The prologue to the final section of the book, “Queen Mother of the Western Skies,” deals with the Chinese mother’s lament in her old age. She wonders what she would do differently if she had the chance to raise another daughter.
“O! Hwai dungsyi”—You bad little thing—said the woman, teasing her baby granddaughter. “Is Buddha teaching you to laugh for no reason?” As the baby continued to gurgle, the woman felt a deep wish stirring in her heart.
“Even if I could live forever,” she said to the baby, “I still don’t know which way I would teach you. I was once so free and innocent. I too laughed for no reason.
“But later I threw away my foolish innocence to protect myself. And then I taught my daughter, your mother, to shed her innocence so she would not be hurt as well.
“Hwai dungsyi, was this kind of thinking wrong? If I now recognize evil in other people, is I not because I have become evil too? If I see someone has a suspicious nose, have I not smelled the same bad things?”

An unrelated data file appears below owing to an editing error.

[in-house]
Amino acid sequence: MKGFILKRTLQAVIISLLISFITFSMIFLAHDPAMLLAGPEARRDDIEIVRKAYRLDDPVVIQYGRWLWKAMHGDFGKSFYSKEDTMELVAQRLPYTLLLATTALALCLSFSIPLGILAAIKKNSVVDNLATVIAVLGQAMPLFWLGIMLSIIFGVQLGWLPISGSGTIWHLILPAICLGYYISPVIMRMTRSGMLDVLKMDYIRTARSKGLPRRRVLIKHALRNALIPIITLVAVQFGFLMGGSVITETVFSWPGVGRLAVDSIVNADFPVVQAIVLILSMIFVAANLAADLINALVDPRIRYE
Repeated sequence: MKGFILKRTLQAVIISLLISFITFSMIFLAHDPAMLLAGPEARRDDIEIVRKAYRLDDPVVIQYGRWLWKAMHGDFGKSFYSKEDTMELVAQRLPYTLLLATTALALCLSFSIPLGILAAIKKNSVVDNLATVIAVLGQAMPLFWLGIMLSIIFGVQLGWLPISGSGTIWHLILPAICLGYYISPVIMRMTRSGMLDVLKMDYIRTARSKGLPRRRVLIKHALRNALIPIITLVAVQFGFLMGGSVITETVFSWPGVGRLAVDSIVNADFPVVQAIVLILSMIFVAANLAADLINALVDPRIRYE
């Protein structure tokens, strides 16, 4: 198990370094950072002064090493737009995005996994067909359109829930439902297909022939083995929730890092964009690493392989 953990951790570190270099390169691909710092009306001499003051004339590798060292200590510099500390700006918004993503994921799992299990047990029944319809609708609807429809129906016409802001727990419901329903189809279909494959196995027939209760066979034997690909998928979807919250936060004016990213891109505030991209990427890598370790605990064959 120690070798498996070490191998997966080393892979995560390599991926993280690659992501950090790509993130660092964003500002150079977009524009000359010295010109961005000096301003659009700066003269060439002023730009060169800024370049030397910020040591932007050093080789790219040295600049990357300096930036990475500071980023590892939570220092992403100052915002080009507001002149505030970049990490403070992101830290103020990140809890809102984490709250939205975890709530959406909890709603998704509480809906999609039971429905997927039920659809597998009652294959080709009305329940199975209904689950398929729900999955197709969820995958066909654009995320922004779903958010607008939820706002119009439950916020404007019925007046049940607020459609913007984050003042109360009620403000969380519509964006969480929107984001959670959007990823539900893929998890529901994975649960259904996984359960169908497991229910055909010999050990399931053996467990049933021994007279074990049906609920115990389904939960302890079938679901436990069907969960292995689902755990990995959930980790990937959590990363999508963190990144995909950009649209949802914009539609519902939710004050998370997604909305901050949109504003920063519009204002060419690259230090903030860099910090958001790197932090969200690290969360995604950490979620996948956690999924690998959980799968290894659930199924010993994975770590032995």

The baby laughed, listening to her grandmother’s laments.
“O! O! You say you are laughing because you have already lived forever, over and over again? You say you are Syi Wang Mu, Queen Mother of the Western Skies, now come back to give me the answer! Good, good, I am listening….
“Thank you, Little Queen. Then you must teach my daughter this same lesson. How to lose your innocence but not your hope. How to laugh forever.” (239)
Souris describes the mother as “self-critical and hopeful for her daughter” (112), and that she is; but, moreover, the story prompts the reader to have sympathy to a mother who feels she has failed.